Cinematic nature at its best – this is what Ireland promises. A jolly lineup of colourful villages, each seemingly equipped with its own haunting castle. Add some Irish music jamborees, whiskey jaunts, and seaborne delights, and you’re well set with a most rewarding menu.
The Wild Atlantic Way
It comes as little coincidence that Ireland’s most magical journey is labelled as wild. Stretching for an impressive 2600 kilometres along the country’s western seaboard, make your way towards the Wild Atlantic Way for an unforgettable encounter with nature. From Malin Head in County Donegal up north, down to Kinsale in Country Cork down south, this is one of the longest defined coastal routes in the world. It also ranks way up there on the Best of Road Trips list. So do join in – a dollop of adventure and surreal vistas await, and perhaps some friendly leprechauns as well.
Depending on available time, you can travel the entire Wild Atlantic Way or pick just a portion of it. Unsurprisingly so, the iconic Cliffs of Moher are a crowd favourite. And with good reason. They’re utterly spectacular and humbling, whether you’re a nature buff or not. Running for some 14 kilometres in total, the most popular (and thus photographed) eight-kilometre stretch was featured in the sixth movie of the Harry Potter franchise, Harry Potter and the Half-Blood Prince. Take your time to explore and hike on the carpet-like softness of the cliffs, marked as a Signature Discovery Point on the Wild Atlantic Way trail as well as being part of the European Geoparks Network and recognised by UNESCO.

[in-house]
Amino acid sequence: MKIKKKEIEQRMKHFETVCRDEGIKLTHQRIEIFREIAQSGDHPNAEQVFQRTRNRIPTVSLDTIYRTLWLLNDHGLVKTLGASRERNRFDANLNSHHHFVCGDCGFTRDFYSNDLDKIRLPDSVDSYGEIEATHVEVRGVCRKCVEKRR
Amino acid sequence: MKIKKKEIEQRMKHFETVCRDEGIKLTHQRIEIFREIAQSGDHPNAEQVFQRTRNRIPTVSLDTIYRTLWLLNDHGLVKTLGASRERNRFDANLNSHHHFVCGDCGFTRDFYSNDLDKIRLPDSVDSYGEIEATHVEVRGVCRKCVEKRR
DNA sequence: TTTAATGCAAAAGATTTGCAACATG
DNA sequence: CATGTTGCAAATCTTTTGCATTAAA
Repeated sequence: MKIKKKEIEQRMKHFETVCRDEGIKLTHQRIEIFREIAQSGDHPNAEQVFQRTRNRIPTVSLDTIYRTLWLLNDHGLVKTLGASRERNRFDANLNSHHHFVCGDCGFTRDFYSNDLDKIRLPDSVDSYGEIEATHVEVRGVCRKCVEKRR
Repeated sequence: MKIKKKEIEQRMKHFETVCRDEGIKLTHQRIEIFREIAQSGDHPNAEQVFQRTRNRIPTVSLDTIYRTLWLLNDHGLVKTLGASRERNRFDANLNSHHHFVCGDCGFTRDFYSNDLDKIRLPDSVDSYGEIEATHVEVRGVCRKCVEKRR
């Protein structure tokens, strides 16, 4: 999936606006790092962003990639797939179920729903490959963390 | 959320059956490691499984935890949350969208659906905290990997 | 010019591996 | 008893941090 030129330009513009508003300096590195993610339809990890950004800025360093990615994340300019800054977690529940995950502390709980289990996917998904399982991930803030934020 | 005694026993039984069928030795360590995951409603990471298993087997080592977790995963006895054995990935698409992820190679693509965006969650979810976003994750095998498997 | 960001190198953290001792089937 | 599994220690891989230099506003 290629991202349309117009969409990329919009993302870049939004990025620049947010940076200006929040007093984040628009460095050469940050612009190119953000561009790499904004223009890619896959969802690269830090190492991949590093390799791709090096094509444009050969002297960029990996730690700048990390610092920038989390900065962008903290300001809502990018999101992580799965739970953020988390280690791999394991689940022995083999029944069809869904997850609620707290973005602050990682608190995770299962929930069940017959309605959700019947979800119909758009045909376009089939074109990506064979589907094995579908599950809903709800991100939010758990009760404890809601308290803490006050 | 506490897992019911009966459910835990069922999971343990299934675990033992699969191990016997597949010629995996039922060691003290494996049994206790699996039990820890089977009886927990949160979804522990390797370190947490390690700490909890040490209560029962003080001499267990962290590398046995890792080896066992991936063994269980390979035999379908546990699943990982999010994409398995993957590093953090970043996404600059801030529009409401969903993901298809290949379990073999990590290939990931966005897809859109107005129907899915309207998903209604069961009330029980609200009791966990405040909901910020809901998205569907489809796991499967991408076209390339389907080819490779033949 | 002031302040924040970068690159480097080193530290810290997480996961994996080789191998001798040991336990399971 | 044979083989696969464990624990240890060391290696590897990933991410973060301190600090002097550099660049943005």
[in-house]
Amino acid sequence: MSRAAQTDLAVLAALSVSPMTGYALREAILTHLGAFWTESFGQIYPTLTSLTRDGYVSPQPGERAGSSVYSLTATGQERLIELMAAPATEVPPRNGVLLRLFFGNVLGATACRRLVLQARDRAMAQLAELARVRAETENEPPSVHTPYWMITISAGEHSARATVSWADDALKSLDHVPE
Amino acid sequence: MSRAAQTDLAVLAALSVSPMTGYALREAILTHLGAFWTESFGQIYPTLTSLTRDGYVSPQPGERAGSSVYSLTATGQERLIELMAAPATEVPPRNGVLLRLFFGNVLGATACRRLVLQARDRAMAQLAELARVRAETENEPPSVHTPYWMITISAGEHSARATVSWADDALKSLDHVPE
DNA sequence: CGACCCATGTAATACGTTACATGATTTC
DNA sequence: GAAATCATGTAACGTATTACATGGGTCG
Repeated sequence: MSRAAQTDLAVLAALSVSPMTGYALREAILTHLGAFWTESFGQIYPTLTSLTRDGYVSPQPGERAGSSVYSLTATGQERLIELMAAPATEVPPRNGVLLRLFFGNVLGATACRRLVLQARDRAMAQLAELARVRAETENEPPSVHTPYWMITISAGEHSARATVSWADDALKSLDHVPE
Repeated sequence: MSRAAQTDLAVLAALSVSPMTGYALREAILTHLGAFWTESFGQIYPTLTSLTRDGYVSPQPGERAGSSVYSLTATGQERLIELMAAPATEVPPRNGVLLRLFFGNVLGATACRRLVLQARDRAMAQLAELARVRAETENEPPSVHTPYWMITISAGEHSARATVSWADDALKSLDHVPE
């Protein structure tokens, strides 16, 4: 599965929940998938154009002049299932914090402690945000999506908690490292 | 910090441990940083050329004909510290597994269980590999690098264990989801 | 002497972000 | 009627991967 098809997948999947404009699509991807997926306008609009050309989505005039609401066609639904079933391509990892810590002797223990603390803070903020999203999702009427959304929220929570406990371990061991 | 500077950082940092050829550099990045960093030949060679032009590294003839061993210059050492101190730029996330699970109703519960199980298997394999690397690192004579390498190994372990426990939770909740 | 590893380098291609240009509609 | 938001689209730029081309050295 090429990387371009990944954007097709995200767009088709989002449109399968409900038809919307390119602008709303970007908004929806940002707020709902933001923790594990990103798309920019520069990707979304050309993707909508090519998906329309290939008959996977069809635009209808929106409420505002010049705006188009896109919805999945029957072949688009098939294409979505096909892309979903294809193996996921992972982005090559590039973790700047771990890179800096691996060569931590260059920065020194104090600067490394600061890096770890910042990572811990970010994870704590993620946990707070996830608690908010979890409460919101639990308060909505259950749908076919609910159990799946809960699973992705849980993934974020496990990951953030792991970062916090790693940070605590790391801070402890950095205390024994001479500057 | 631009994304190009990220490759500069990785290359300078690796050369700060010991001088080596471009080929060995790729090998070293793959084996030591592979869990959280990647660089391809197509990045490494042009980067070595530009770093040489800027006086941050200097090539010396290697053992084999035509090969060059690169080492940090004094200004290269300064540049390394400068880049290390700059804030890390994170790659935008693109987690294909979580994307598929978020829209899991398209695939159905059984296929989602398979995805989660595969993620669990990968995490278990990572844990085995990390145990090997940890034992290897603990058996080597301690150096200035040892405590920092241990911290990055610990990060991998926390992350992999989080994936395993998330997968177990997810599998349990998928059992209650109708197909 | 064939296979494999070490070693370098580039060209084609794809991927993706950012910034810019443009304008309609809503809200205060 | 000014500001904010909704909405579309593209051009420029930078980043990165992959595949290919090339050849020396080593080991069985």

Marvel at the unique sight of the Burren limestone north of the cliffs as well as the boulders of Connemara. Once a submerged seabed, the moon-like appearance of Burren National Park is an unexpected site to discover, and it’s also home to a large majority of Ireland’s species of flowers, such as orchids.
Most remarkable are the Caribbean-like sandy beaches located on the road to Clifden, Connemara’s largest town and often referred to as the district’s capital. Roundstone, one of the oldest fishing villages in these parts, is an area of much natural beauty and is thus also a source of inspiration for art. With unparallelled views of the seemingly infinite ocean, the village is a botanist’s dream for its exceptional wildflowers, as well as the best place to hike around in the area known as Errisbeg. Lying back-to-back, in horseshoe shape jutting out into the Atlantic Ocean, Dog’s Bay and Gurteen Beach are a must-see (and must-stroll) while in the region.
As you continue onwards, you’re in for a generous dose of country idyll, good old Irish fun, and lots of heritage. In fact, the west of Ireland is where you most get a feel for traditional Irish culture. Infused with counties where Irish Gaelic is still spoken, the island nation’s villages are a sight to behold: Doolin the music town, Adare and its thatched-roof houses, Birr’s Georgian architecture. But there’s one thing to be aware of – even native English speakers have trouble understanding the thick Gaelic accent here. Consider yourself warned.